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NEW YORK — Burberry aside, American fashion brands have surpassed their European counterparts when it comes to fluency in the digital world.

Or so says New York University think tank Luxury Lab, or L2, which Tuesday released its third annual Digital IQ Index ranking fashion brands according to their online competence.

This story first appeared in the October 12, 2011 issue of WWD. Subscribe Today.

Burberry took the top spot in the survey, which used a 350-point data system to rate 49 brands in digital competency, spanning categories such as social media strategy, Web sites and e-commerce, mobile-commerce capabilities, digital marketing and usage of newer platforms such as Tumblr and Instagram. Each brand is categorized by a digital IQ class, which goes from genius, to gifted, to average, to challenged to feeble.

Ten of the top 15 brands hail from the U.S. — including Kate Spade, Coach, Tory Burch, Ralph Lauren, Michael Kors, Donna Karan, Diane von Furstenberg, Marc Jacobs, Calvin Klein and John Varvatos.

When asked why she thought European brands lagged behind with respect to digital innovation, L2’s director of research and advisory Maureen Mullen said that it’s a combination of expectations for private versus public companies, as well as less access to digital talent in countries such as France. She said that many of the brands nearing the top of the list, including Burberry and Coach, can spend up to a third of their earnings calls dedicated to digital innovation.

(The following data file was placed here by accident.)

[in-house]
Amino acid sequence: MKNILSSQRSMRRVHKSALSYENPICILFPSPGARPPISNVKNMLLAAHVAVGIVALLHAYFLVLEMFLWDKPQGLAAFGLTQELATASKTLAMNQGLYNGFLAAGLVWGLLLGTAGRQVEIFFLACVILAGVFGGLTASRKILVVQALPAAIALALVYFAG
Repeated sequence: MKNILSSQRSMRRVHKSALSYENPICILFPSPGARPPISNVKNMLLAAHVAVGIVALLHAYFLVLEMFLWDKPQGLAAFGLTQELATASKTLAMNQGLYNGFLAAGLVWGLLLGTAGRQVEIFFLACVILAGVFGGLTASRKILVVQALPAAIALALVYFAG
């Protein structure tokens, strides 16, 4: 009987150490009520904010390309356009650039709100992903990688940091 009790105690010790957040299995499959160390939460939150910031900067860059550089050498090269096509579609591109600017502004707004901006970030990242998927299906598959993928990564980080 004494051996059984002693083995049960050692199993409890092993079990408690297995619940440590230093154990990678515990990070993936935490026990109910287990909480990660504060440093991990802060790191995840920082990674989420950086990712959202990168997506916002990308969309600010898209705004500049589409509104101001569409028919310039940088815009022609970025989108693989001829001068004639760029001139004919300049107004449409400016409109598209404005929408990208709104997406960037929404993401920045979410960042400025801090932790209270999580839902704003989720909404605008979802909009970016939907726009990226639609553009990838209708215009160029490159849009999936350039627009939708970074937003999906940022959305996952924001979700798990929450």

L2 attributes Burberry’s success in digital to a new global site launch earlier this year that received strong e-commerce ratings. In April, the company was also one of the first to launch a mobile commerce site (along with Tory Burch, which also launched m-commerce the same month, followed by Coach in June). Burberry came in first with respect to Facebook fans, YouTube uploaded views and Instagram followers. It came in second place for the most Twitter followers with 564,400 after Yves Saint Laurent, which has more than 603,000 followers.

Additionally, the study suggests that heritage might not be as pertinent in the digital world — as newcomer Kate Spade took the overall number-two spot. In fact, Chanel, Christian Dior, Yves Saint Laurent, Valentino and Fendi all clocked in with an “average” IQ, and Prada, Hermès, Salvatore Ferragamo, Versace, Balenciaga and Chloé were placed in the “challenged” category. Among those with “feeble” ratings were Tod’s, Givenchy and Manolo Blahnik. Louis Vuitton was the only French brand to nab a spot in the top 15.

Mullen said that digital innovation in France, as it relates to social media, is about 12 to 18 months behind, although areas such as mobile could arguably be ahead, in some instances.

She added that Hermès — another iconic brand — was one of the first to have an innovative Web site, but it hasn’t done much in the space since then. She noted that both Prada and Hermès by virtue of their sheer brand equity alone were rated “gifted” in L2’s first digital IQ study for fashion brands in 2009.

But Prada is absent from social media altogether.

Interestingly, Coach — which came in third place in the survey and received a “genius” rating as a fashion brand — didn’t fare as well in L2’s second annual Digital IQ Index ranking specialty retailers released in August. Although still labeled “gifted,” the company came in 22nd.

When placed among fellow retailers, Coach’s e-commerce orientation is not a point of competitive differentiation, according to Mullen. She said that while its retail and e-commerce orientation is very strong compared to other brands, it’s on par with other companies in the retail category because they have a “longer legacy selling online.”

She contended that fashion brands do lead the way in some aspects that are central to the industry and have made strides with newer platforms such as Tumblr and Instagram, but they’re still behind in some of the “not so sexy” areas like e-commerce tactics, search engine marketing and e-mail.

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